Ballantine Books, 264 pages, 2020. (That’s EARLY 2020, before the pandemic.)
In the text, R. Eric Thomas tells us he wanted this book to be called Casual Nigger but EVERYBODY (editor, agent, who?) went nuts. Hence, the less controversial Here for It. Here for what? Life, actually. Thomas battled depression and struggled mightily to “find himself”. In these essays, he lets us in on his battles, small and large.
The title, of course, is on the cover, and I find the cover image alarming. On a pink background, a “black” man’s hand is tossing confetti. Fine! But the hand is deformed. I know hands. The thumb joint is WAY out of line. Injury? Age? Is it painful? Does Thomas know the hand is damaged? Was the choice intentional? My hands (both, regrettably) are less obviously deformed, but cause pain daily. But I digress…
R E Thomas is funny. Goodness knows, a funny sociopolitical commentator is a real find! He’s a wise guy. Sociologically, he’s “intersectional”, expressing African American, LGBTQ and Christian identities. Here for It is autobiographical. He was born in Baltimore and spent decades in Philadelphia.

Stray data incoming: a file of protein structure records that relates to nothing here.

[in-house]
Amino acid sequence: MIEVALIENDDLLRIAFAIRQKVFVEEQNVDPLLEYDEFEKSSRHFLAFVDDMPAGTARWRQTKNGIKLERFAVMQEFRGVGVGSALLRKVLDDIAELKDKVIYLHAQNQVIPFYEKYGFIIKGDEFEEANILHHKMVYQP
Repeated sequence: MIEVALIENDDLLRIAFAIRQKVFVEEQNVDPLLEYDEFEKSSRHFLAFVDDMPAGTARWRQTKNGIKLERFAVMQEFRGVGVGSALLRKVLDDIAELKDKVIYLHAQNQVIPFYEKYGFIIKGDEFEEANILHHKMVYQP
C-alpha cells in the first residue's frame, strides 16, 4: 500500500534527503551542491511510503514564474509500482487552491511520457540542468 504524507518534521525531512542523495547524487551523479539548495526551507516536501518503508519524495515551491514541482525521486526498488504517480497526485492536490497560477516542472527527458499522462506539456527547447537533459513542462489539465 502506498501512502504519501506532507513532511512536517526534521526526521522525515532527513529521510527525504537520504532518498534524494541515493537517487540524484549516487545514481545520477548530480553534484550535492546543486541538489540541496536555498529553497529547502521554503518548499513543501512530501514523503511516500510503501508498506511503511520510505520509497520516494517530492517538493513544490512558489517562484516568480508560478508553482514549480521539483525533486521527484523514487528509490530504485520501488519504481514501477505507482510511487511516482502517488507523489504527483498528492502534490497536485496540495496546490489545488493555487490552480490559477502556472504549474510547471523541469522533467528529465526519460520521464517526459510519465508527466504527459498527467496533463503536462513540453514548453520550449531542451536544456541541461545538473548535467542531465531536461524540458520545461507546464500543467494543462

I was particularly interested Thomas’s college years at Columbia University and University of Maryland (Baltimore Campus).
Toward the end of the book, in a Chapter entitled “The Past Smelled Terrible”, Thomas waxes both prophetic and patriotic. HOW DID HE KNOW WHAT WAS COMING??
“I can’t help but think constantly about the end of the world…Listen. Here’s my living will, okay? I have no desire to survive the apocalypse…if the post-apocalypse comes about because of a massive plague or something, I have no useful medical or scientific skills…I would like to be Patient 15. Maybe Patient 20. No higher than 50. I don’t want to be Patient Zero, because then everyone would blame me, which is rude…I just want to go early, while they’re still doing nice tributes to the victims on television and I can get my own grave plot.”
WTF? Did Thomas know something? Where is he now? I hope he’s riding out the pandemic someplace comfortable. (I started to say “safe and comfortable”. No place is “safe”.) I grabbed this book from my public library on March 11, just before the big shutdown. I knew enough to grab extra books, maybe a dozen. Good luck, Eric!